Page 1 of 3: Introduction

The original version of this guide showed a method where you can use TVersity to play DivX and XviD file on the Xbox 360, even though the Xbox 360 did not natively support DivX and XviD playback. TVersity allows for realtime transcoding (conversion) of the DivX/XviD file to WMV, a format that the Xbox 360 does support. But with the 2007 Fall Update for the Xbox 360, DivX and XviD playback was added to the list of natively supported video formats on the 360, and hence, the old guide was no longer necessary. This revised guide, now shows you how to set up a media server, by using either TVersity or Windows Media Player 11. There is no transcoding involved with either method, and you can easily apply the instructions to setting up other UPnP compatible media servers.

The Xbox 360 is a great games console, with HD output. It is now also a good alternative to buying a HD DVD player, if you purchase the HD-DVD add-on drive. With it's Windows MCE extender and UPnP functions, it can also serve as a media hub for your home entertainment system, streaming video, audio and pictures from your central media server (Windows MCE or UPnP server). With the 2007 Fall Update, both DivX and XviD is now supported through the AVI and .divx containers. This guide will teach you how to setup your own UPnP server using the free software TVersity or Windows Media Player 11, so you can stream DivX/XviD files to your Xbox 360 without having to burn any media or to copy the files over.

Before we get started, DivX and XviD support has the following restrictions:

  • Maximum Resolution: 1280x720 (720p) @ 30 FPS
  • Maximum Bitrate: 5 Mbps (files with higher bitrates will play, but playback quality is not guaranteed)
  • Audio Support: MP3, AC3 (2.0 and 5.1)
  • MPEG-4 ASP Features: B-Frames, Interlaced Frames, Q-Pel, GMC and MPEG Quantization

As you can see above, the "restrictions" are pretty lax, meaning you will be able to play almost every kind of DivX/XviD AVI out there (and being able most of the DivX encoding profiles without worrying about incompatibility). The inclusion of AC3 5.1 support is much welcomed.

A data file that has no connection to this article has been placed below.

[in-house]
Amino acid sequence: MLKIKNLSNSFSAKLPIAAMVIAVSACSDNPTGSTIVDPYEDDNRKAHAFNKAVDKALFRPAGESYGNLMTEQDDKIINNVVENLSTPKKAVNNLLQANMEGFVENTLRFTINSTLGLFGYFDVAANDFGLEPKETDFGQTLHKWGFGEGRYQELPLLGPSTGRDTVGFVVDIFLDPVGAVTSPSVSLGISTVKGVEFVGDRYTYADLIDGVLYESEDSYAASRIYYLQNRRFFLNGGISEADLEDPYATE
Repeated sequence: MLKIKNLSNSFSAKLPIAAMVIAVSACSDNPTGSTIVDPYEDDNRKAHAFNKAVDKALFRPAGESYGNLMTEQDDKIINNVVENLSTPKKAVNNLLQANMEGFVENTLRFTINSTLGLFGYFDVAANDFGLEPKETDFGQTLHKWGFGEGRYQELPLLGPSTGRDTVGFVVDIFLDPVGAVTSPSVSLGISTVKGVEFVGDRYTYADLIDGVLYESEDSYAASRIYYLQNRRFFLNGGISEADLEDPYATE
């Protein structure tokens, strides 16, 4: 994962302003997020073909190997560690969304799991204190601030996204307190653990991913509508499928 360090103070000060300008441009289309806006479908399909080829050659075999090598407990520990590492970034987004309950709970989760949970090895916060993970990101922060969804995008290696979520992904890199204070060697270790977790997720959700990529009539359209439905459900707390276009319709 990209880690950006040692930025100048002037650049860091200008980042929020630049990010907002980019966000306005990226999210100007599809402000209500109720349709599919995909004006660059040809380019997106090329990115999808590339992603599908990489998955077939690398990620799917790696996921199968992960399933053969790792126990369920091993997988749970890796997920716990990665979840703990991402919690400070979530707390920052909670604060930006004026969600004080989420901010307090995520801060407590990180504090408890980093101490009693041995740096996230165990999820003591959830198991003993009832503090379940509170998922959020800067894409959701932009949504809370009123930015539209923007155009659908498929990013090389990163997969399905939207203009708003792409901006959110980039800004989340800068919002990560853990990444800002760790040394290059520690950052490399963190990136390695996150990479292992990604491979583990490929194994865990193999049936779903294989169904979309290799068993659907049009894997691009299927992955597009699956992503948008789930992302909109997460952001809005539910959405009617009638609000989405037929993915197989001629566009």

For the old version of this guide, an alternative method was available. This method converts your DivX/XviD files to WMV first, and then play back the WMV file on your Xbox 360. Before native DivX/XviD support as added, this method was great if your computer was not fast enough for realtime transcoding, or if you want higher quality WMV files that do not suffer from buffering or skipping problems during playback. You can find out about this alternative method by reading our AVI to (Xbox 360 compatible) WMV Conversion Guide. Obviously, with native DivX/XviD support, the convert to WMV method is less attractive.

The Spring Update for the Xbox 360 (May 2007) now also allows H.264 playback, and you can read our Xbox 360 H.264 Conversion Guide to find out more.

Software you'll need (all freeware):

Hardware you'll need:

  • Home network (wired or wireless)
  • Xbox 360

Before we proceed and as mentioned before, there are two software you can use to get your media server up and running to stream DivX/XviD files to your Xbox 360. One method is to use TVersity, a free UPnP media server. The other is to use Windows Media Player 11's built in "Media Sharing" capabilities. If you already have Windows Media Player installed (and you should have, even if you are planning on using TVersity, since it is an requirement as well), then my recommendation is to try the media sharing in WMP 11 before deciding to use TVersity or not. TVersity is a nice and simple tool to manage your media sharing, but it is not without its problems.

If you choose to use Windows Media Player 11, then please continue on to the next page. If you choose to use TVersity, please skip the next page and continue to page 3 ("Setting Up Media Sharing using TVersity - Part 1").



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